Civil Litigation & Dispute Resolution

Disagreements Happen and Not Everyone Can “Agree to Disagree” and Move On

Chuck’s practice focuses on helping his clients reach mutually agreeable solutions through negotiations between the people in dispute. If needed, mediation logically follows bi-lateral negotiations that impasse. But resolution does not always happen. Some parties and/or attorneys prefer to fight at all cost, seeking revenge instead of resolution. Some believe their case is a “sure 100% winner” in court, want vindication, want justice or want to teach the other side a lesson. Or prevent “this” from happening to somebody else.

Resolution Sought Through the Courts

CourtWhen parties in dispute cannot resolve and just “move on”, as a matter of good sense (and the law) they can turn to the courts for resolution. Civil litigation is the process where two or more parties seek money damages or specific performance for breaches of legal duties owed by and to parties. It is a distinctly different process than criminal litigation.

Lawyers who practice civil litigation represent parties in disputes, negotiations, trials, hearings, arbitrations, and before state, local and federal courts, as well as administrative and other governmental agencies. The typical steps of a lawsuit or other proceeding (pleadings, discovery, trial and possible appeal) can be quite time consuming and expensive. The process can last from several months to several years, depending upon the complexity and court’s calendar. Hourly-based legal fees and costs to litigate rarely cost less than between $30,000 $50,000 on the very low side and can exceed hundreds of thousands of dollars for complex disputes. The fact is that the vast majority of civil cases settle before they ever go to trial (whether jury or non-jury Judge trial) simply because settlement most of the time makes sense economically—the pain of shelling out money month after month to prosecute or defend a civil lawsuit becomes a game-changer.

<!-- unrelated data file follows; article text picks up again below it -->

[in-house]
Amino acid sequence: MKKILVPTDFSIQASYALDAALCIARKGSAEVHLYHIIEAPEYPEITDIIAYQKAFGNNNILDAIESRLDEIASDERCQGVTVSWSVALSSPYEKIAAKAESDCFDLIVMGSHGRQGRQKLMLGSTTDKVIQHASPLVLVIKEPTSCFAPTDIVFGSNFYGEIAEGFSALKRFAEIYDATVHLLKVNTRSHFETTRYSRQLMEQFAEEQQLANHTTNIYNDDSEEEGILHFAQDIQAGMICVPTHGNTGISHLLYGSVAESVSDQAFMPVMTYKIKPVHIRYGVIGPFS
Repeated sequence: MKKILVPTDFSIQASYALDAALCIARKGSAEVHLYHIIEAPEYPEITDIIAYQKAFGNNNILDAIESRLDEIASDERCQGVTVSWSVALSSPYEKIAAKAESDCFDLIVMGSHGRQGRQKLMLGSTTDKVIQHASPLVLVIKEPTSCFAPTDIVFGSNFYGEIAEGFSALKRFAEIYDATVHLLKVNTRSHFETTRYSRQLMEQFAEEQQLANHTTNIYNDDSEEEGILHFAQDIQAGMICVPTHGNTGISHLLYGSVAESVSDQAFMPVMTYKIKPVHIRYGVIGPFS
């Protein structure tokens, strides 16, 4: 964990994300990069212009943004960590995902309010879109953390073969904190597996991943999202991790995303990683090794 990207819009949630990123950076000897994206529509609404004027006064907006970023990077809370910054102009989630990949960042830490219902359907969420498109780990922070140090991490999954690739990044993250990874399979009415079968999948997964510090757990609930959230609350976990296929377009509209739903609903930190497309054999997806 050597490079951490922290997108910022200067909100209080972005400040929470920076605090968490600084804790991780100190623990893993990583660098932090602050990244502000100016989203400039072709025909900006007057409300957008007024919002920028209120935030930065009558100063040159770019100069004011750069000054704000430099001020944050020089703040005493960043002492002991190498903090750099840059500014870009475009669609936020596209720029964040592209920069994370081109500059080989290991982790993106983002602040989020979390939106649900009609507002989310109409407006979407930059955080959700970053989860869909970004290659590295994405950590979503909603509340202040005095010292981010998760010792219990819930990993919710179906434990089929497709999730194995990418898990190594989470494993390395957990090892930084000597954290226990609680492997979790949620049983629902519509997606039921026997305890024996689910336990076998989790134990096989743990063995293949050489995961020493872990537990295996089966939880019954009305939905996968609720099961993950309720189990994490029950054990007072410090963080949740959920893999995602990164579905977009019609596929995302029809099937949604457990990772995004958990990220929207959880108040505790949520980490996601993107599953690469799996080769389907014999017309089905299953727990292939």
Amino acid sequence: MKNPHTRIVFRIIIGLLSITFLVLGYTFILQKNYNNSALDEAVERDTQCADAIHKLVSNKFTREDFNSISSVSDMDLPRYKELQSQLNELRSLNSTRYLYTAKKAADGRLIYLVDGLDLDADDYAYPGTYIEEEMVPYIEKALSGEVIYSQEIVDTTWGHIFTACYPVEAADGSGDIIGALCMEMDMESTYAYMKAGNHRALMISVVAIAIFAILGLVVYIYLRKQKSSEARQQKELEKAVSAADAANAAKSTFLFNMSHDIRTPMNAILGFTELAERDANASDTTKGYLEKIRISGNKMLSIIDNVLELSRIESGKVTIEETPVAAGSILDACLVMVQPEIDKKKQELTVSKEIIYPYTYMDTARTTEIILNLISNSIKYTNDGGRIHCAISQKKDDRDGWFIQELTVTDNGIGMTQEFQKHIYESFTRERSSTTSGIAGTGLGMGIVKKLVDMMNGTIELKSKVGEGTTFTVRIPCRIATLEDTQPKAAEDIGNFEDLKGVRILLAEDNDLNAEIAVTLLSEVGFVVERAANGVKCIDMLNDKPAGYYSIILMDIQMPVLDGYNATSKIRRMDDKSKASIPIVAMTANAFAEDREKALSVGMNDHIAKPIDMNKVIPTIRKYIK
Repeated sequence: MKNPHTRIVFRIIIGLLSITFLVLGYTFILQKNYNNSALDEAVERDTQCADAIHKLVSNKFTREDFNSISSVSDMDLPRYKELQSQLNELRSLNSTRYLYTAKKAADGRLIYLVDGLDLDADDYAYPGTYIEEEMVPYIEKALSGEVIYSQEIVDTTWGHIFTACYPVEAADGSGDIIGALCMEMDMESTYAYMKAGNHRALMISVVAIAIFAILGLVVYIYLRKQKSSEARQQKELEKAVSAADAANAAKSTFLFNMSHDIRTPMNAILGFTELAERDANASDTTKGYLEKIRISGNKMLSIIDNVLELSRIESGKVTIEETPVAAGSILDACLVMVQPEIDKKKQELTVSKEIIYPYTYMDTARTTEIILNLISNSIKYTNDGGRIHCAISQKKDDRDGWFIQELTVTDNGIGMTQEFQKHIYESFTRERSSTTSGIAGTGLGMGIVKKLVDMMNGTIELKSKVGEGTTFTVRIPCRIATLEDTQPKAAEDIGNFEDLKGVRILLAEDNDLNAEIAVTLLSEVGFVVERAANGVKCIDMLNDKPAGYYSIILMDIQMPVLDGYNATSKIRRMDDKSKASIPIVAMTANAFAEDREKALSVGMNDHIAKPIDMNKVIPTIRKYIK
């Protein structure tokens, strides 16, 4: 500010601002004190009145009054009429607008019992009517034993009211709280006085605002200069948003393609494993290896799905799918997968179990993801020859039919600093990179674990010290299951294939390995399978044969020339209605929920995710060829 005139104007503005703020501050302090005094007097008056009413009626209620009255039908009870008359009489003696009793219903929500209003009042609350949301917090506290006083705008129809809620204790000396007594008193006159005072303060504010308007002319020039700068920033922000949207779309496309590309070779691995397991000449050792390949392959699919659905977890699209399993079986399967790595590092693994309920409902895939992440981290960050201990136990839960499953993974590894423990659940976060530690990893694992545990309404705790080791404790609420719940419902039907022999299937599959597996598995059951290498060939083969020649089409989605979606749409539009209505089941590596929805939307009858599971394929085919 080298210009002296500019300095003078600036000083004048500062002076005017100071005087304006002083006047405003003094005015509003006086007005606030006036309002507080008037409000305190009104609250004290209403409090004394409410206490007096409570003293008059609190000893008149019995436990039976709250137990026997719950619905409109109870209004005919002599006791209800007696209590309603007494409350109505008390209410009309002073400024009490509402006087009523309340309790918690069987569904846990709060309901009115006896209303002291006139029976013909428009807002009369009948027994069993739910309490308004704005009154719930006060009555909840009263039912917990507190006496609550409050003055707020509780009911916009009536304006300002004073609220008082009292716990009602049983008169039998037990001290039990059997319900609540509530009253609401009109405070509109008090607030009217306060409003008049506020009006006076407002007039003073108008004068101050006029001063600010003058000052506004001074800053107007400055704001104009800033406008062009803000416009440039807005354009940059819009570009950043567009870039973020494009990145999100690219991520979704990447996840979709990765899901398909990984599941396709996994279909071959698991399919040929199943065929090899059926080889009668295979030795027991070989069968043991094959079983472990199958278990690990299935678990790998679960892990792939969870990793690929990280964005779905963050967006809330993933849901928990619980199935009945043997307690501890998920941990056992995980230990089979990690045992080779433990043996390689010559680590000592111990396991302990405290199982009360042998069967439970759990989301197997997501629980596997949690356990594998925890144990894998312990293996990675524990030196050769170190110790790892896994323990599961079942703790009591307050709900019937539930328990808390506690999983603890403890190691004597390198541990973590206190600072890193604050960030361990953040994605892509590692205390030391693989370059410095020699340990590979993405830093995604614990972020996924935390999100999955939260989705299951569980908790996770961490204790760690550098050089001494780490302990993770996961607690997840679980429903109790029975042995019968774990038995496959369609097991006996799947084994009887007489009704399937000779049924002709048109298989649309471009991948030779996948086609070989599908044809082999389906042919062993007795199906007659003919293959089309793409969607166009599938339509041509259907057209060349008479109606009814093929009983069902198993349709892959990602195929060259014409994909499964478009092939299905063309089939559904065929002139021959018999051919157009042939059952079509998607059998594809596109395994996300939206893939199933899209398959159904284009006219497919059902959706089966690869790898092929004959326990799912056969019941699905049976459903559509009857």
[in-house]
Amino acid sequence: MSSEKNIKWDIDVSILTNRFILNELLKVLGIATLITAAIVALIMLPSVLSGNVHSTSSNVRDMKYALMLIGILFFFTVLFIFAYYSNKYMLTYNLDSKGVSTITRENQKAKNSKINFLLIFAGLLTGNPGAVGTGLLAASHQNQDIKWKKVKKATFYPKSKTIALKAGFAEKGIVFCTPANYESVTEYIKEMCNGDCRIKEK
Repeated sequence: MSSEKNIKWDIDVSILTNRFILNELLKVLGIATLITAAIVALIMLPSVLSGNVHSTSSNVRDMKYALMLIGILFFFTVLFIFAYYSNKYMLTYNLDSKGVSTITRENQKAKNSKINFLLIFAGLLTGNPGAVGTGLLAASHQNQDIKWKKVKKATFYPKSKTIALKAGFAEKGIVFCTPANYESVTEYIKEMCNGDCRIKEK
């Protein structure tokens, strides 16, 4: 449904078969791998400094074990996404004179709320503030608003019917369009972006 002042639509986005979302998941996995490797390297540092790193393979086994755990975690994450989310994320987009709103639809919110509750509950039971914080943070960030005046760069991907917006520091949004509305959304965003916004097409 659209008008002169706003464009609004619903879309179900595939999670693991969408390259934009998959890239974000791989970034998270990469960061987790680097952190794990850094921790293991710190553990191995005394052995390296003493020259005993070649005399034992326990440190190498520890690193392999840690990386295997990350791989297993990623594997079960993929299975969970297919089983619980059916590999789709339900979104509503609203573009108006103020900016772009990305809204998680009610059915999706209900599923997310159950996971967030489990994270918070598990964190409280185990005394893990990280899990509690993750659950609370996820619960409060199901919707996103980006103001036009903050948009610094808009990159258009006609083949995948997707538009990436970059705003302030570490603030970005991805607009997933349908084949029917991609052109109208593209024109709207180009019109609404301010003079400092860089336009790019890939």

Settlement Out-of-Court, Preparing for Trial & Going to Trial: The Simple Math

The math is really very simple—a little addition and a little subtraction.

For defendants, those being sued: You want this number to be the smallest:

● Fees paid to your defense lawyer; plus

● Court costs and expert witness fees; plus

●Value of your time and your company’s time devoted to lawsuit; plus

● Value of the “negative emotion” cost of being involved in a lawsuit; plus

● Price of compromise settlement paid to the plaintiff to resolve the lawsuit.

Versus: ● Price of a 100% verdict in your favor, a “defense verdict”?

Versus: ● Price of a verdict in plaintiff’s favor, a “plaintiff’s verdict”?

Defendants, please understand that you will always pay to extract yourself from this lawsuit. The question for you is how much on the “front end” do you invest to minimize the total expenditure?

For plaintiffs—those prosecuting lawsuits against another person: You want the number to be the largest:

Amount paid by defendants in settlement or after trial (and appeal?) and no bankruptcy or insolvency by the defendant; less all of the below

● Fees paid to lawyer;

● Costs reimbursed the lawyer (Court filing fees; process server fees; court reporter fees; deposition related fees, etc.;

● Expert witness fees;